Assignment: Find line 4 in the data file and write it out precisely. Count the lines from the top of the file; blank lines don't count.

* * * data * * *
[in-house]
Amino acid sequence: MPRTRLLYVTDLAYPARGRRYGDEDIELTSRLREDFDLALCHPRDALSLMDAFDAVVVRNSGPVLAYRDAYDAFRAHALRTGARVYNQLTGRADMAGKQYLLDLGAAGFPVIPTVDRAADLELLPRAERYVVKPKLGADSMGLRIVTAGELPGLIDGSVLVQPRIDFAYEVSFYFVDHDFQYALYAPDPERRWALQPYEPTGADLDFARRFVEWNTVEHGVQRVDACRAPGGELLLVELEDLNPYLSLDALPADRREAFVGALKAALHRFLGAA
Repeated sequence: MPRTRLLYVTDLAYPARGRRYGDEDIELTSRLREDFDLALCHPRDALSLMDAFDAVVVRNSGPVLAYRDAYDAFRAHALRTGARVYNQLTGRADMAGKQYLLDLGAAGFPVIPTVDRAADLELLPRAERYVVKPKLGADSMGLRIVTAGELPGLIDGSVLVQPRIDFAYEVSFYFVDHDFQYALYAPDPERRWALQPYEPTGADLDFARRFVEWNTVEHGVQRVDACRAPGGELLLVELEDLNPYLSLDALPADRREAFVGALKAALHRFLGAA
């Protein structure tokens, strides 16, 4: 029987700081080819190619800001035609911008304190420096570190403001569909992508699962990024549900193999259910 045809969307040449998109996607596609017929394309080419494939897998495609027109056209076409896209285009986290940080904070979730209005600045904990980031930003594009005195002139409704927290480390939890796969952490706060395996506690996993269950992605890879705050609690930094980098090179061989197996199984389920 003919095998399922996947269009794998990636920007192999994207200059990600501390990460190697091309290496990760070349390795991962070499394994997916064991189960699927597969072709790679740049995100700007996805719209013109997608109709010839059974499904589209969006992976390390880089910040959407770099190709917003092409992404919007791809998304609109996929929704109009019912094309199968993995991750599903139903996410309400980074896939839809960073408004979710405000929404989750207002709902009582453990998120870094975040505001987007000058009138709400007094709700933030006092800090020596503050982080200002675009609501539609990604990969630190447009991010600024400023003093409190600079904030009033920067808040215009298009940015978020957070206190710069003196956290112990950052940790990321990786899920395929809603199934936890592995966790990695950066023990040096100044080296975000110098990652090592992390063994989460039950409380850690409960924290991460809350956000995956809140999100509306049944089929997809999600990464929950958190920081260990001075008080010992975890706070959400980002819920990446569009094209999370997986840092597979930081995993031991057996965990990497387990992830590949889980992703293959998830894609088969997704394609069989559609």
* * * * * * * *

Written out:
């Protein structure tokens, strides 16, 4: 029987700081080819190619800001035609911008304190420096570190403001569909992508699962990024549900193999259910 045809969307040449998109996607596609017929394309080419494939897998495609027109056209076409896209285009986290940080904070979730209005600045904990980031930003594009005195002139409704927290480390939890796969952490706060395996506690996993269950992605890879705050609690930094980098090179061989197996199984389920 003919095998399922996947269009794998990636920007192999994207200059990600501390990460190697091309290496990760070349390795991962070499394994997916064991189960699927597969072709790679740049995100700007996805719209013109997608109709010839059974499904589209969006992976390390880089910040959407770099190709917003092409992404919007791809998304609109996929929704109009019912094309199968993995991750599903139903996410309400980074896939839809960073408004979710405000929404989750207002709902009582453990998120870094975040505001987007000058009138709400007094709700933030006092800090020596503050982080200002675009609501539609990604990969630190447009991010600024400023003093409190600079904030009033920067808040215009298009940015978020957070206190710069003196956290112990950052940790990321990786899920395929809603199934936890592995966790990695950066023990040096100044080296975000110098990652090592992390063994989460039950409380850690409960924290991460809350956000995956809140999100509306049944089929997809999600990464929950958190920081260990001075008080010992975890706070959400980002819920990446569009094209999370997986840092597979930081995993031991057996965990990497387990992830590949889980992703293959998830894609088969997704394609069989559609």